NORTHAMPTON — After months of delaying the decision, the Northampton License Commission unanimously voted to cancel the liquor license attached to the Calvin Theatre during its recent meeting on March 20.

The decision comes after current owner Eric Suher failed to produce a certificate of good standing from the state’s Department of Revenue, which is proof that the owner has filed and fully paid taxes to the state.

“We’ve been talking now about [the Calvin License] since I was a very young woman; I’m older and wiser now,” License Commission member Helen Kahn said sarcastically, when referring to the months the commission spent on discussing the license. “I’m strongly in support of cancelling it.”

Currently, Suher is in negotiations with The Bowery Presents and Alex Crothers, the owner of High Ground in Burlington, Vermont, to sell the Calvin Theatre.

The Bowery Presents, which was founded in New York City in 2004, operates 30 venues across the Northeast, according to their website, including venues in Massachusetts, Connecticut, New York, Rhode Island and many more. Some of their venues include the Roadrunner in Boston, Terminal 5 in New York City, The Sinclair in Cambridge and Westville Music Bowl in New Haven.

Jim Glancy, a co-president of The Bowery, stated at a License Commission meeting in October 2023 that nationally-known acts like LCD Soundsystem, The Strokes, Interpol and My Morning Jacket got their start performing at Bowery venues.

Although the License Commission made the decision to cancel the liquor license, Annie Lesko, the city’s administration, licensing and economic development coordinator, said that the license can still be issued to the new owners as opposed to losing it to the state.

That is because, according to Lesko, the city recently became “at quota” with their licenses.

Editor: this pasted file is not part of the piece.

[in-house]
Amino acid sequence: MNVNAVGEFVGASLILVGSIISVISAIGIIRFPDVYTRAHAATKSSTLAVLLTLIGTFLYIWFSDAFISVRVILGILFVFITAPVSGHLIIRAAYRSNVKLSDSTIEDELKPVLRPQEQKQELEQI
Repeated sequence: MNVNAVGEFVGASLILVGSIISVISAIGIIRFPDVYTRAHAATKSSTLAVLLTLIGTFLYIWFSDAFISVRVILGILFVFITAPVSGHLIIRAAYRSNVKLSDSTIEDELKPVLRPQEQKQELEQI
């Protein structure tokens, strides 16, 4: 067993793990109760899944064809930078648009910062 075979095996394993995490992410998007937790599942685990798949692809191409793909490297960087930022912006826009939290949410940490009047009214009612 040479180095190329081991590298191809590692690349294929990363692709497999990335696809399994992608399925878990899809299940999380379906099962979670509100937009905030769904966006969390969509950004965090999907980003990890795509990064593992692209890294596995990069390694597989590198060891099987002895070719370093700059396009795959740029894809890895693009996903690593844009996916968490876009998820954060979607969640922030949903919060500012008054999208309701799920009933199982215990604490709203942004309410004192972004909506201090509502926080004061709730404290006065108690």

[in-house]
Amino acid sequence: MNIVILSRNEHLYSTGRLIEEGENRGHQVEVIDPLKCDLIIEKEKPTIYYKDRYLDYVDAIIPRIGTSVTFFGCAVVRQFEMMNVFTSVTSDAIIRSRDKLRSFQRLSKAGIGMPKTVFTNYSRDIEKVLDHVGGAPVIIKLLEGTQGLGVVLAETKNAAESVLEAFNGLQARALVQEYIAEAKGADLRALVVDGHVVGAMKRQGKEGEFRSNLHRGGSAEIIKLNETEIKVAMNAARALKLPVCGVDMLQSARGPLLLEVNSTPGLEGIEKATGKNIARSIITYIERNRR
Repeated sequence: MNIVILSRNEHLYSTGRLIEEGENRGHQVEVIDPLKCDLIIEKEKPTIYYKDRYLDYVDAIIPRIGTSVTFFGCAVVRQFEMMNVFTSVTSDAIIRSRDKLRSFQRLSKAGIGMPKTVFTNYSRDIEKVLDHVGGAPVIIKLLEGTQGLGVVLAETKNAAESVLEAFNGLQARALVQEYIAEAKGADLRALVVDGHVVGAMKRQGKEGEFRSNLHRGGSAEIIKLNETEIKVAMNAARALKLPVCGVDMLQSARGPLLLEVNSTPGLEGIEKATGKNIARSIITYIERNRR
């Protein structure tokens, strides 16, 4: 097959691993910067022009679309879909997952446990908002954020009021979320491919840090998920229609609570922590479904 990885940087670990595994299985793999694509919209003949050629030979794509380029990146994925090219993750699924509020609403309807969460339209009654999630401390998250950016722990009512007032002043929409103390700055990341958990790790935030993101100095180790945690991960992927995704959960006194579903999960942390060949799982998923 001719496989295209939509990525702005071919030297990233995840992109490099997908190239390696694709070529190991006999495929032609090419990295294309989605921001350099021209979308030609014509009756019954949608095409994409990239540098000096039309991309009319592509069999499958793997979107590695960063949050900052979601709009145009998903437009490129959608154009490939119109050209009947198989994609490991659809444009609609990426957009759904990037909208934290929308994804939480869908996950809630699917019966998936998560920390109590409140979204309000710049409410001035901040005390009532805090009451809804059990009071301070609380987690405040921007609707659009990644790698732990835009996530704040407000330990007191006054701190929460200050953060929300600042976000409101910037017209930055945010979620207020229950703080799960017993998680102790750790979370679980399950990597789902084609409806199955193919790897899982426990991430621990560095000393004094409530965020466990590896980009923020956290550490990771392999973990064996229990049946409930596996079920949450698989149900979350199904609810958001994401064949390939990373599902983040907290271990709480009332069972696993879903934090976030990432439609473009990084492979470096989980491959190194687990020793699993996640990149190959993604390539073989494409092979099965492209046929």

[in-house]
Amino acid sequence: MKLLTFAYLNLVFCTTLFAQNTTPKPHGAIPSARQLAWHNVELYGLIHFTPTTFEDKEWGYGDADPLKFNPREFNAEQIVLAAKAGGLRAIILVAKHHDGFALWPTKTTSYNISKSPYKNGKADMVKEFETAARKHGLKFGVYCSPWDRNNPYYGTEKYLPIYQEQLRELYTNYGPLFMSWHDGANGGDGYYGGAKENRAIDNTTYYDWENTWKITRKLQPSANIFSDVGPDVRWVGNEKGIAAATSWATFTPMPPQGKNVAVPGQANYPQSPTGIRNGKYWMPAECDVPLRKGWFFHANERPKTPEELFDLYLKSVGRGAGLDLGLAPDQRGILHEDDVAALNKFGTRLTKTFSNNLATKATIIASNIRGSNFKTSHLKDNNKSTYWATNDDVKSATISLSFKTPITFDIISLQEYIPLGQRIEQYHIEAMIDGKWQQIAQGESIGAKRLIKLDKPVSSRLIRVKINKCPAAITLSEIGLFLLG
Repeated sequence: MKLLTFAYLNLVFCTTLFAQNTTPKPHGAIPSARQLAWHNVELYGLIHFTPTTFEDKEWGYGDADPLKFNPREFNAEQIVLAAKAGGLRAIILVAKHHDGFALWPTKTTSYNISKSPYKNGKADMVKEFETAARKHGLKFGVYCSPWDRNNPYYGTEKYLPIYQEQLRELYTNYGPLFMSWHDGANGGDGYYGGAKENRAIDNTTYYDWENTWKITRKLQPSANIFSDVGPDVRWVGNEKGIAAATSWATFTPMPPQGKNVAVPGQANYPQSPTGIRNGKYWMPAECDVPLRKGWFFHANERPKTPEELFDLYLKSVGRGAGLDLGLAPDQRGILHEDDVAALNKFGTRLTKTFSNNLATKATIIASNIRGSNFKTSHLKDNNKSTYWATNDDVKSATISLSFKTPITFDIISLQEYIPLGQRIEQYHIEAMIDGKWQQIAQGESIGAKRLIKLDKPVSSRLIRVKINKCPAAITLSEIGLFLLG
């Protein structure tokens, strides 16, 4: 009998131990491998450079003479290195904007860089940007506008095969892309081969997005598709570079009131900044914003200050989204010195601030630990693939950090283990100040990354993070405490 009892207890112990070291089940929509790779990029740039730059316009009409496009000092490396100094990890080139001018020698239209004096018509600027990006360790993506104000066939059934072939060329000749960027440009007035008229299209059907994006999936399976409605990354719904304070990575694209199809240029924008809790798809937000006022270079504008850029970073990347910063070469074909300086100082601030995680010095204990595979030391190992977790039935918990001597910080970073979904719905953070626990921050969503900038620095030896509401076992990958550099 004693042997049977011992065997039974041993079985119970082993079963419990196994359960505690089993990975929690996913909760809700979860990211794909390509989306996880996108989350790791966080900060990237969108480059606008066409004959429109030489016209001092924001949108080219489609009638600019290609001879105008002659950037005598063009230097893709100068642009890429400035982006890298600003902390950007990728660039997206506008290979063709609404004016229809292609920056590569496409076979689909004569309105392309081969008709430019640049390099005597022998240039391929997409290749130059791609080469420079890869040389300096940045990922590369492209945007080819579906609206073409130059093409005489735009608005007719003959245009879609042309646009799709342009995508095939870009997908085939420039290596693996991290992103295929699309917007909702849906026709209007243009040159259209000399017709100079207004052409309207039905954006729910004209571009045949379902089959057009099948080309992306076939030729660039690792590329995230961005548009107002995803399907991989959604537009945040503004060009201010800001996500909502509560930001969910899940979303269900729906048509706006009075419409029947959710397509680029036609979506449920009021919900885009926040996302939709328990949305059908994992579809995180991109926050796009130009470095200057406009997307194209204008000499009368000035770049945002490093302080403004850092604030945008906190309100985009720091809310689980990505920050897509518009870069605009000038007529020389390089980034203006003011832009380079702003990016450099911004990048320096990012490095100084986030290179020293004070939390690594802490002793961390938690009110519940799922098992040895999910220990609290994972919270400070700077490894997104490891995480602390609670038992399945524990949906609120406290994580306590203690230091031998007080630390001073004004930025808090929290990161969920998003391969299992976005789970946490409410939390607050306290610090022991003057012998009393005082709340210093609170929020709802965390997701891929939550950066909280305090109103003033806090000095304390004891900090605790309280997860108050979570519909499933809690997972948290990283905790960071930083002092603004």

“All indications point to the commission holding the license and reissuing it to the new owners of the Calvin — when that happens,” Lesko told Reminder Publishing.

Glancy called a liquor license “critical” to the theater’s success.


This is not the first time the city has faced obstacles with a Suher liquor license.

The city spent months trying to get Suher to either reopen or sell his music venues in the city, which, at the time, included The Basement, The Green Room, Calvin Theatre, Pearl Street Night Club and Iron Horse Music Hall. The venues sat mostly dormant for several years.

In February 2023, the city’s License Commission decided to revoke one of the liquor licenses attached to one of his venues. Suher then appealed the revocation to the state before he and the commission came to an agreement in May that gave him until Sept. 29 at 5 p.m. to either open the venues himself, sell them, or risk losing the all-alcohol liquor licenses attached to the venues.

Suher successfully transferred the Green Room liquor license to Berkshire Farm Collective after submitting a certificate of good standing. The collective officially reopened the Green Room this past week.

The transfer of Suher’s other licenses, however, has not gone as smoothly.
The Parlor Room Collective, which bought the Iron Horse’s name, business assets and liquor license from Suher for a total of $150,000 back in the fall, is struggling to obtain the all-alcohol liquor license portion because of Suher’s inability to submit the certificate of good standing.

The Iron Horse is expected to open on May 1 and has a slate of shows already scheduled throughout the year, but without a liquor license, the venue would not be able to serve alcohol. Readers can learn more about what happened with that situation by visiting Reminder Publishing’s prior coverage at thereminder.com/LOCALNEWS/northampton/suher-halts-liquor-license-process-for-iron-horse/.

The liquor license attached to The Basement was initially supposed to go to John Piskor, the owner of Gombo Nola Kitchen & Oyster Bar on 159 Main St., but was also cancelled because of Suher’s inability to obtain a certificate of good standing.

Piskor was finally able to obtain an all-alcohol liquor license after the License Commission, during the March 20 meeting, decided to grant him one of the seven extra “Special Act” licenses state lawmakers approved for the city back in the fall.

This means that six of those seven licenses have been awarded to businesses in the city. The other one was supposed to be awarded to the Parlor Room Collective for the Iron Horse but is currently in limbo because of Suher’s inability to provide the certificate of good standing.

Suher claimed earlier this winter that reason for failing to obtain a certificate of good standing for The Basement and Iron Horse is because tax returns from the two businesses still needed to be completed and would not be finished in a reasonable amount of time.

The Pearl Street license was officially canceled during the Oct. 2, 2023 License Commission meeting, as a buyer has not been found yet.

rfeyre@thereminder.com | + posts